A new, hotter-than-ever edition of Dodge's longtime sports car went on sale as a 2003 model; it was lighter and faster than its predecessor and promised "raw performance." The Viper SRT10 represents "obscene performance, outrageous design and ultimate driver enjoyment," said Jim Julow, vice president of the Dodge Global Brand Center.
The Viper SRT10's all-aluminum V-10 grew from 8.0 to 8.3 liters in displacement, yielding 500 horsepower and 525 pounds-feet of torque. These figures almost make the previous V-10's 450 hp sound puny. A six-speed-manual transmission sends all that force to 19-inch rear tires. The racing-style chassis incorporates a fully independent suspension and massive brakes.
Race Yellow and Copperhead Orange are new body colors for 2005. Introduced later in the model year, Copperhead Orange is accompanied by a special interior package that includes black leather upholstery with contrasting orange stitching.
The current model is produced only as a two-passenger convertible, but a coupe will join the lineup for the 2006 model year. The new version is a true convertible, which should please buyers who had first-hand experience with the balky soft roof on earlier Vipers.
More than any other model on the market, the Viper SRT10 represents serious, traditional, American performance centered on a big engine and a lack of frills. Even so, today's Detroit-built Vipers can be equipped with a number of comfort and convenience features. Loosely patterned after the Shelby Cobras of the 1960s and the Chrysler Hemi-powered Cunningham racers of the 1950s, the first Viper went on sale as a 1992 model.
Vipers have flaunted their wild and untamed nature from the beginning, and the current version continues that theme. Styling cues for the 2003 - 2005 model were taken from the Viper GTS/R concept car unveiled at the 2000 North American International Auto Show. Swept-back fenders, deep-cut side scallops and lowered hood lines resemble the styling cues of the original Viper but give the low-slung roadster a more modern appearance. Dodge installed a belly pan as one of several steps to improve the Viper's aerodynamics.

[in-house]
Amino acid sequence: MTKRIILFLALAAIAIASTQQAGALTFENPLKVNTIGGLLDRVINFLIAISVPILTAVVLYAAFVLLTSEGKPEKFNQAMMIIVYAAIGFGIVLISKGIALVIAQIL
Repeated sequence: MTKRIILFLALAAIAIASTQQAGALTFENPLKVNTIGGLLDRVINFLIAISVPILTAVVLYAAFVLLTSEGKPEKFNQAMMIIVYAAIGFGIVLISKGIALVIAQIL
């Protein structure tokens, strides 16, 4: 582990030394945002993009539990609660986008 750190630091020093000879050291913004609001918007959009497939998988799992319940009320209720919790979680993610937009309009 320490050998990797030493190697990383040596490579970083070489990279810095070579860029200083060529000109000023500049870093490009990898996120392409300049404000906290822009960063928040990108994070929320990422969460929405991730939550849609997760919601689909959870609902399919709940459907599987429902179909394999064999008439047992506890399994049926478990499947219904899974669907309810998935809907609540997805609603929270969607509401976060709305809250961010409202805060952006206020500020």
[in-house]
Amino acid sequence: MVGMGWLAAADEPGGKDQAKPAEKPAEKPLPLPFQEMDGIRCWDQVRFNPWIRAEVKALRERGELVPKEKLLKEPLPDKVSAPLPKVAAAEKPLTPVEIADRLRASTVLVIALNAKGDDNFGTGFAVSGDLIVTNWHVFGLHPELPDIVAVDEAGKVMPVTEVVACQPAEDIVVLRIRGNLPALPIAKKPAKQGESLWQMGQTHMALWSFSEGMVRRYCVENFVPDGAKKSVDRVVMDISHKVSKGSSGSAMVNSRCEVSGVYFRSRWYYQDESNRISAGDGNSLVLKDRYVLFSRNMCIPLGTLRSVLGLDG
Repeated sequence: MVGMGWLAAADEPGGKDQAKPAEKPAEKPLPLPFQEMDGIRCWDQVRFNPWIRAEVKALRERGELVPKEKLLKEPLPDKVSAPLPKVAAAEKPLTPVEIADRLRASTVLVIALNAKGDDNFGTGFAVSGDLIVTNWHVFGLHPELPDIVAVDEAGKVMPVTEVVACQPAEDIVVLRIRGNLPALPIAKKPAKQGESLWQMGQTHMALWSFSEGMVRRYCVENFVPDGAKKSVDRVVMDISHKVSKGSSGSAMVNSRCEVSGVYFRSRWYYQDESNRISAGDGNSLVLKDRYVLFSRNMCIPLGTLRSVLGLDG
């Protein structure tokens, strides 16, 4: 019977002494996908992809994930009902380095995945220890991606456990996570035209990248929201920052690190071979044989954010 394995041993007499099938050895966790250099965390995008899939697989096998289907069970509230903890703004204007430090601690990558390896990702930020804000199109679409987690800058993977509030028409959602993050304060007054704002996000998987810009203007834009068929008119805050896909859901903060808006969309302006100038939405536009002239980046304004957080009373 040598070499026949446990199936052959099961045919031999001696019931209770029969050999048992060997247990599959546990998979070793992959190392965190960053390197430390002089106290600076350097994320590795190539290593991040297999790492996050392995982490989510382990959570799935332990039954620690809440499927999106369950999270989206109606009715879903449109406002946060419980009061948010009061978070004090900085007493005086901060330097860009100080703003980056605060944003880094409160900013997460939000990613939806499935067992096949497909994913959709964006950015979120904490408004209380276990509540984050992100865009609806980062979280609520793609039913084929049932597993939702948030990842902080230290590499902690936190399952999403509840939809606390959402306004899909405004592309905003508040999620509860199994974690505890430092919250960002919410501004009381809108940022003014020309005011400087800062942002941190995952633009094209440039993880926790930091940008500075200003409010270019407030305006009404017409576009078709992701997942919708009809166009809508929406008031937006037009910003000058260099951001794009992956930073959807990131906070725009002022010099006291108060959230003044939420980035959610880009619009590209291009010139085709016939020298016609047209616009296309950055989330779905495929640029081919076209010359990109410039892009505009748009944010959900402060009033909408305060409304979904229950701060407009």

The Viper's fabric roof uses a single center latch. Forged aluminum wheels hold 18-inch front tires, while P345/30ZR19 rear tires are mounted on wheels that are 13 inches wide. The Viper SRT10 stretches 175.6 inches long overall, rides a 98.8-inch wheelbase and stands 47.6 inches tall.
Inside the two-passenger racing-derived cockpit, the driver starts the V-10 engine via a button and sits before a 220-mph speedometer and a center-mounted tachometer. Dodge claims the Viper SRT10's interior will fit drivers like a glove, calling it "the automotive equivalent of a jet fighter."
Under the Hood
The Viper's 8.3-liter V-10 generates 500 hp and 525 pounds-feet of torque. A six-speed-manual gearbox is the sole transmission.
Antilock brakes are standard, but side-impact airbags are not available.
Cars.com Expert Reviews
|Jim Flammang||Cars.com National||March 10, 2005|
|Steven Cole Smith||Orlando Sentinel||December 9, 2004|
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